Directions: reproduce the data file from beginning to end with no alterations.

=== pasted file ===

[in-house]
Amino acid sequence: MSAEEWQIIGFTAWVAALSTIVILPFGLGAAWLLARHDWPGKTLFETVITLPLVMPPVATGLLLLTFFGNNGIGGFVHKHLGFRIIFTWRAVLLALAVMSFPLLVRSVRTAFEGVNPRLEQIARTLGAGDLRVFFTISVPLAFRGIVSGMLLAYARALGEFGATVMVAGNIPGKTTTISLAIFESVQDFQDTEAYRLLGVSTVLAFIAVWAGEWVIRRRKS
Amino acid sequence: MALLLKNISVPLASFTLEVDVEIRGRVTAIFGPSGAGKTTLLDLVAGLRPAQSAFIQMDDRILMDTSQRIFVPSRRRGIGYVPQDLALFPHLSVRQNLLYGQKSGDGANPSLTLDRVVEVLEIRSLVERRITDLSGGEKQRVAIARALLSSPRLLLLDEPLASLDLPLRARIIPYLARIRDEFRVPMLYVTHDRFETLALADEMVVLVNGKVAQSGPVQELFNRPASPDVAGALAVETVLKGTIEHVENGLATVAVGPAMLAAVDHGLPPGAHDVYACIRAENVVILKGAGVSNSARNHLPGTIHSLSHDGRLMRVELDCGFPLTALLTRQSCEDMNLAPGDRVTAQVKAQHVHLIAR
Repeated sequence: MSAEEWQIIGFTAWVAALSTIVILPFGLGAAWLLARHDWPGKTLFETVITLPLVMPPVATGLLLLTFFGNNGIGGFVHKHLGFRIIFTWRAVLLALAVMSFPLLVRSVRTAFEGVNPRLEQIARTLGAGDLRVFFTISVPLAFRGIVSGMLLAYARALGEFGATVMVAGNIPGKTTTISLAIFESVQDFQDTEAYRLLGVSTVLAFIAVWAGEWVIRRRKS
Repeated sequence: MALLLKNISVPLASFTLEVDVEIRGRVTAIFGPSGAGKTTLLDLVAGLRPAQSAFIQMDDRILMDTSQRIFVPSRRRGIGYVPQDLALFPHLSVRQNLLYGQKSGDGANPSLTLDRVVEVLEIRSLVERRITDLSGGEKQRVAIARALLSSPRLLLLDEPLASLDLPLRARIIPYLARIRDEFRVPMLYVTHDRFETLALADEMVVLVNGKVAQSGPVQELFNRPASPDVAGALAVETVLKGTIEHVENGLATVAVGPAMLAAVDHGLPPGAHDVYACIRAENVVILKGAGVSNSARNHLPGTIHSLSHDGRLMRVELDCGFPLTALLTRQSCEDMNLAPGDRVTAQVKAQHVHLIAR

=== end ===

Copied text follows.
[in-house]
Amino acid sequence: MSAEEWQIIGFTAWVAALSTIVILPFGLGAAWLLARHDWPGKTLFETVITLPLVMPPVATGLLLLTFFGNNGIGGFVHKHLGFRIIFTWRAVLLALAVMSFPLLVRSVRTAFEGVNPRLEQIARTLGAGDLRVFFTISVPLAFRGIVSGMLLAYARALGEFGATVMVAGNIPGKTTTISLAIFESVQDFQDTEAYRLLGVSTVLAFIAVWAGEWVIRRRKS
Amino acid sequence: MALLLKNISVPLASFTLEVDVEIRGRVTAIFGPSGAGKTTLLDLVAGLRPAQSAFIQMDDRILMDTSQRIFVPSRRRGIGYVPQDLALFPHLSVRQNLLYGQKSGDGANPSLTLDRVVEVLEIRSLVERRITDLSGGEKQRVAIARALLSSPRLLLLDEPLASLDLPLRARIIPYLARIRDEFRVPMLYVTHDRFETLALADEMVVLVNGKVAQSGPVQELFNRPASPDVAGALAVETVLKGTIEHVENGLATVAVGPAMLAAVDHGLPPGAHDVYACIRAENVVILKGAGVSNSARNHLPGTIHSLSHDGRLMRVELDCGFPLTALLTRQSCEDMNLAPGDRVTAQVKAQHVHLIAR
Repeated sequence: MSAEEWQIIGFTAWVAALSTIVILPFGLGAAWLLARHDWPGKTLFETVITLPLVMPPVATGLLLLTFFGNNGIGGFVHKHLGFRIIFTWRAVLLALAVMSFPLLVRSVRTAFEGVNPRLEQIARTLGAGDLRVFFTISVPLAFRGIVSGMLLAYARALGEFGATVMVAGNIPGKTTTISLAIFESVQDFQDTEAYRLLGVSTVLAFIAVWAGEWVIRRRKS
Repeated sequence: MALLLKNISVPLASFTLEVDVEIRGRVTAIFGPSGAGKTTLLDLVAGLRPAQSAFIQMDDRILMDTSQRIFVPSRRRGIGYVPQDLALFPHLSVRQNLLYGQKSGDGANPSLTLDRVVEVLEIRSLVERRITDLSGGEKQRVAIARALLSSPRLLLLDEPLASLDLPLRARIIPYLARIRDEFRVPMLYVTHDRFETLALADEMVVLVNGKVAQSGPVQELFNRPASPDVAGALAVETVLKGTIEHVENGLATVAVGPAMLAAVDHGLPPGAHDVYACIRAENVVILKGAGVSNSARNHLPGTIHSLSHDGRLMRVELDCGFPLTALLTRQSCEDMNLAPGDRVTAQVKAQHVHLIAR